In some ways it's an audacious project.
In other ways it is very simple.
And it's only one strand in a whole tangle of initiatives that the Church is engaging in: Not to bring people back to church, but to BE church in the communities we serve.
The landscape has changed.
And so must the Church.
No matter how commendable our history may be, it is still history.
We cherish our stories of the building of this sanctuary.
Of the hard work and fundraising.
Of the joy and the fellowship of those days.
Of engaging the steadily growing community in the houses being newly built all around.
Of the extra chairs having to be brought into the hall church.
Of the two services that had to be held on a Sunday to accommodate everyone.
Of the 6 double decker buses required to take folks on the Sunday School picnic.
Of the corridors being lined with prams while the young women's group met.
These are wonderful stories that I've loved hearing.
And it's been a real privilege to become a part of that story of the people of faith in this place today.
In ministry here, I've learned the importance and value of stories.
There's nothing like a story to bring folk together. 
We identify with stories. 
We see ourselves in them and, often, we become a part of them.
The wonderful thing about stories, especially in Scotland, is that they grow arms and legs, they are continually changing, bits being added, details being enhanced, kept alive for new listeners and story tellers and participants.
I love the thought that we journey on with these stories to retell, to pass on, to become part of them.
And, as we share our stories and look towards the plans that God has for writing the next chapter, we do that knowing that we stand in a great line of those, some of whom were exemplary, others who were shocking but all of whom were prepared to take a risk, to immerse themselves in God's story and see where the journey took them.
This is how vv 39 and 40 read in the Message:
Not one of these people, even though their lives of faith were exemplary, got their hands on what was promised. God had a better plan for us: that their faith and our faith would come together to make one completed whole, their lives of faith not complete apart from ours.
We are part of the story of the people of faith down through the ages.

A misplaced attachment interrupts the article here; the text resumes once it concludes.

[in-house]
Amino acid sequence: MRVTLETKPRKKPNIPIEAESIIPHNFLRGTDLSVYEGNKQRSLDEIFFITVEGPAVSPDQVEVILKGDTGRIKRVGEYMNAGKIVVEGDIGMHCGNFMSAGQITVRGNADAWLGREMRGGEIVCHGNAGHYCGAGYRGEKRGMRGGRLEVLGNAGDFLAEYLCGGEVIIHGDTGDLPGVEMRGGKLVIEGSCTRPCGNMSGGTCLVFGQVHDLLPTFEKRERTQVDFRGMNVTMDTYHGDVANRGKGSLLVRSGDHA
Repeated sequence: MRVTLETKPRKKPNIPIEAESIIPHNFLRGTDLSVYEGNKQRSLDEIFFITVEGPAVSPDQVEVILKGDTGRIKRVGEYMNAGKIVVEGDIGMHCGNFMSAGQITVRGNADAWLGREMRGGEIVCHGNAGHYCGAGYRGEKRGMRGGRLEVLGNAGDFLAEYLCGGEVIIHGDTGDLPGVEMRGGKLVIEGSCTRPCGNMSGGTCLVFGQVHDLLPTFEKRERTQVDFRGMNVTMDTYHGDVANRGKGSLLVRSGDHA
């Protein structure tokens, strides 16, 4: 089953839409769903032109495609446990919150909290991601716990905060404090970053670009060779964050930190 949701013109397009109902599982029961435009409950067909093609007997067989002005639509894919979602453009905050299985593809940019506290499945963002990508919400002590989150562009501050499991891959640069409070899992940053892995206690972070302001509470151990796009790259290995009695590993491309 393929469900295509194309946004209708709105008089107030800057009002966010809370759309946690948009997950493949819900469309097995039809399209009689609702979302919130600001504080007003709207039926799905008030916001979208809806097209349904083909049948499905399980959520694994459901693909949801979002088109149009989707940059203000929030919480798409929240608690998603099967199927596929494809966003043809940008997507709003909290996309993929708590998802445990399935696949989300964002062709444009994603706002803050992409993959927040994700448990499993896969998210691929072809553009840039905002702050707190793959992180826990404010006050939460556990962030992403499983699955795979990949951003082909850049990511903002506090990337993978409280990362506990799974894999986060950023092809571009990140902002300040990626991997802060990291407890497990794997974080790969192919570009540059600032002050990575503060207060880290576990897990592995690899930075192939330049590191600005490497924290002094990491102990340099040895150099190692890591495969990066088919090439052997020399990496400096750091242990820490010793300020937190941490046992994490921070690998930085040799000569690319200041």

We stand in that great continuous line with saints like Abel, Enoch and Noah, with Abraham and Sarah, with Isaac and Jacob, the list goes on and we could add to that list many of the saints we have known who have filed these pews that we now occupy, and they're not all dead.
Their story is our story.
But we are also being enabled to co-author with God a new story, maybe the kindle or ebook edition, the version that our children will read as the journey of faith moves on, from romance to mystery, to crime, to adventure. God turns the page and invites us to write.
When we look back at the journey of God's people through the ages, as they escaped from Egypt, as they wandered through the wilderness, as they entered they Promised Land, as they anointed prophets and priests and kings, even as they endured exile in foreign lands, the people of God did things to mark their transition.
They built wells and cairns and sacred altars.
Memorials to which they could point to tell their story, memorials that would stand as testament for generations yet unborn.
These were not only memorials but transition tokens.
We all know that change is hard but even harder is the journey through change - transition
Jesus knew that as he prepared to leave his disciples.
So he set up a memorial.
The sacrament that we will share today.
The sacrament by which we will remember him.
That sacrament unites us with all the saints in heaven and on earth.
And that sacrament commissions us anew to go and tell the story, living out faith wherever we find ourselves in our communities today.
This sacrament invites us to co-author with God the next chapter of the story of all the saints of God.
How exciting is that, to be part of an old, old story that is being newly written every day?
We walk by faith and not by sight. (Music)

We will stand as children of the promise,
We will fix our eyes on Him, our soul's reward.
Till the race is finished and the work is done,
We'll walk by faith and not by sight.

Thanks be to God.
Amen